Pre-Admission Antibiotic Use Studied in Meningococcal Disease

One trial evaluating intramuscular ceftriaxone vs. intramuscular long-acting (oily) chloramphenicol was analyzed
One trial evaluating intramuscular ceftriaxone vs. intramuscular long-acting (oily) chloramphenicol was analyzed

There is no reliable evidence supporting the use of pre-admission antibiotics for suspected cases of non-severe meningococcal disease, according to a Cochrane Database Systematic Review.

Sudarsanam et al. conducted the review to “study the effectiveness and safety of pre-admission antibiotics versus no pre-admission antibiotics or placebo, and different pre-admission antibiotic regimens in decreasing mortality, clinical failure, and morbidity in people suspected of meningococcal disease.”

The researchers were unable to find any RCTs comparing pre-admission antibiotics to no pre-admission antibiotics or placebo. They included one open-label, non-inferiority RCT (n=510), which was conducted during an epidemic in Niger. The trial evaluated a single dose of intramuscular ceftriaxone vs. a single dose of intramuscular long-acting (oily) chloramphenicol.

The trial found that ceftriaxone was not inferior to chloramphenicol in reducing mortality (RR 1.21, 95% CI 0.57 to 2.56; n=503; 308 confirmed meningococcal meningitis; 26 deaths; moderate-quality evidence), clinical failures (RR 0.83, 95% CI 0.32 to 2.15; n=477; 18 clinical failures; moderate-quality evidence), or neurological sequelae (RR 1.29, 95% CI 0.63 to 2.62; n=477; 29 with sequelae; low-quality evidence). No adverse effects of treatment were reported. Estimated treatment costs were similar. There were no data available on sequelae-related disease burden.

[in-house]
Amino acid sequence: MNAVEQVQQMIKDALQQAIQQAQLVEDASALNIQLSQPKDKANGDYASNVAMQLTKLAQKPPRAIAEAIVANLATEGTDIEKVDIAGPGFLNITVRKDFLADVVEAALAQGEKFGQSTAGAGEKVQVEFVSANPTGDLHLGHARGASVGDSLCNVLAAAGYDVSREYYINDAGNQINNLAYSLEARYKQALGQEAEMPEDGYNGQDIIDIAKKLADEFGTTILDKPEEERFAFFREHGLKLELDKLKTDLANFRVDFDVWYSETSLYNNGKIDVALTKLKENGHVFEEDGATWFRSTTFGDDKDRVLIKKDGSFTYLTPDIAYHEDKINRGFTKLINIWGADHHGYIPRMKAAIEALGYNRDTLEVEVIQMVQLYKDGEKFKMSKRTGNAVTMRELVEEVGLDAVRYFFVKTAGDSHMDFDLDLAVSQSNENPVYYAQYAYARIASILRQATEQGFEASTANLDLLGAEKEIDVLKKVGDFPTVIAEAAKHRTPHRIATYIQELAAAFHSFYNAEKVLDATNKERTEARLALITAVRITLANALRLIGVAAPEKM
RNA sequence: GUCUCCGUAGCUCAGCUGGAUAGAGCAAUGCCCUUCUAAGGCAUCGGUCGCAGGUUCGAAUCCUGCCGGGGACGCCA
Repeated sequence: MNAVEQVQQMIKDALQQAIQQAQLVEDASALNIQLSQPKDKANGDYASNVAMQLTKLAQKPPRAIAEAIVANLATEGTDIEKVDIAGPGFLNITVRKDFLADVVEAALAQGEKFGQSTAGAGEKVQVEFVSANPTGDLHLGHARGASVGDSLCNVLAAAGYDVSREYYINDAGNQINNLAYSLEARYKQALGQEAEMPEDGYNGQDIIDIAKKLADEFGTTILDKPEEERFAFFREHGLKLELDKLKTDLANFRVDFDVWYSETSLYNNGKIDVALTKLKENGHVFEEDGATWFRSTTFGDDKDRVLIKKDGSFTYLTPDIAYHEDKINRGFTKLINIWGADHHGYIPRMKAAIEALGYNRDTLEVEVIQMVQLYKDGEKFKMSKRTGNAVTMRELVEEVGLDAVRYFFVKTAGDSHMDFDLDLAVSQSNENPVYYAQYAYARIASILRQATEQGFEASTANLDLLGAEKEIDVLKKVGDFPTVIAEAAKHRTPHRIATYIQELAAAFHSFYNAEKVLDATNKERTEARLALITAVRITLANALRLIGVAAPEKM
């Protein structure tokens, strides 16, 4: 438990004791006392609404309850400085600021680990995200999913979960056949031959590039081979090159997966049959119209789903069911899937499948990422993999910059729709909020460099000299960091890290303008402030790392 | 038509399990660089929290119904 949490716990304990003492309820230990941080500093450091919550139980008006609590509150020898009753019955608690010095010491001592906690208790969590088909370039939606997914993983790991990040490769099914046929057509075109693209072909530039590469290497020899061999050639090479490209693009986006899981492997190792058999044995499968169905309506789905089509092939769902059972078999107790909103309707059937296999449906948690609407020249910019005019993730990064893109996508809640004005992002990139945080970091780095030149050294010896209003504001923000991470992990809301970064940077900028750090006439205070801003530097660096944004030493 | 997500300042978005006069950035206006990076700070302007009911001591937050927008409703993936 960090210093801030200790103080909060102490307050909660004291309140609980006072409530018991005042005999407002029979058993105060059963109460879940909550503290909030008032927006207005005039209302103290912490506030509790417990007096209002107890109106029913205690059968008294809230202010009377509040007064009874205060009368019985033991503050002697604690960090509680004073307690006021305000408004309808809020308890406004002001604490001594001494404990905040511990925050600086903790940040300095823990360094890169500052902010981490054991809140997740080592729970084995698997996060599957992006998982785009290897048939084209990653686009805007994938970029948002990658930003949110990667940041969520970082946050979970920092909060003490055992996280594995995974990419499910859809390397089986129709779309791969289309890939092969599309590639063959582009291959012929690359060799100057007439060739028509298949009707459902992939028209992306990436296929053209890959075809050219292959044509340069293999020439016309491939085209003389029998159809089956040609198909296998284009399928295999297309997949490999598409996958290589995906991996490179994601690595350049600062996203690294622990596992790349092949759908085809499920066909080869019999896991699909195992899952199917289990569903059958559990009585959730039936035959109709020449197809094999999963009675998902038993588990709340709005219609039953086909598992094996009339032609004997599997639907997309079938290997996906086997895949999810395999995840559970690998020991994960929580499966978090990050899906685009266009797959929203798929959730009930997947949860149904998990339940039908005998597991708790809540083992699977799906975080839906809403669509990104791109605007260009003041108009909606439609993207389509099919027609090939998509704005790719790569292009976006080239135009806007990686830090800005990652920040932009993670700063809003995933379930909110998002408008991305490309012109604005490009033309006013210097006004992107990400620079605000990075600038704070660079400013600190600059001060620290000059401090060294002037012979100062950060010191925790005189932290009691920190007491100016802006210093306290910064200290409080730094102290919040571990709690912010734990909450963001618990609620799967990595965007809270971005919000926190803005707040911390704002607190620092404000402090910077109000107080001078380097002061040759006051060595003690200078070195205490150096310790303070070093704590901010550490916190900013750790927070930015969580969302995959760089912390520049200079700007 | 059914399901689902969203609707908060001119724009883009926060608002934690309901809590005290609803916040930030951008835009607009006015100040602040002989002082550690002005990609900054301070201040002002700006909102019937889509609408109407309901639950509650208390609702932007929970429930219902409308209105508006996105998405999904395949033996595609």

The researchers concluded that the single qualifying RCT showed that single intramuscular injections of ceftriaxone and long-acting chloramphenicol were equally effective, safe, and economical in reducing serious outcomes. Therefore, they concluded, “the choice between these antibiotics should be based on affordability, availability, and patterns of antibiotic resistance.”

They noted that “further RCTs comparing different pre-admission antibiotics, accompanied by intensive supportive measures, are ethically justified in people with less severe illness, and are needed to provide reliable evidence in different clinical settings.”

Reference

Sudarsanam TD, Rupali P, Tharyan P, Abraham OC, Thomas K. Pre-admission antibiotics for suspected cases of meningococcal disease. Cochrane Database Syst Rev. 2017 Jun 14;6:CD005437.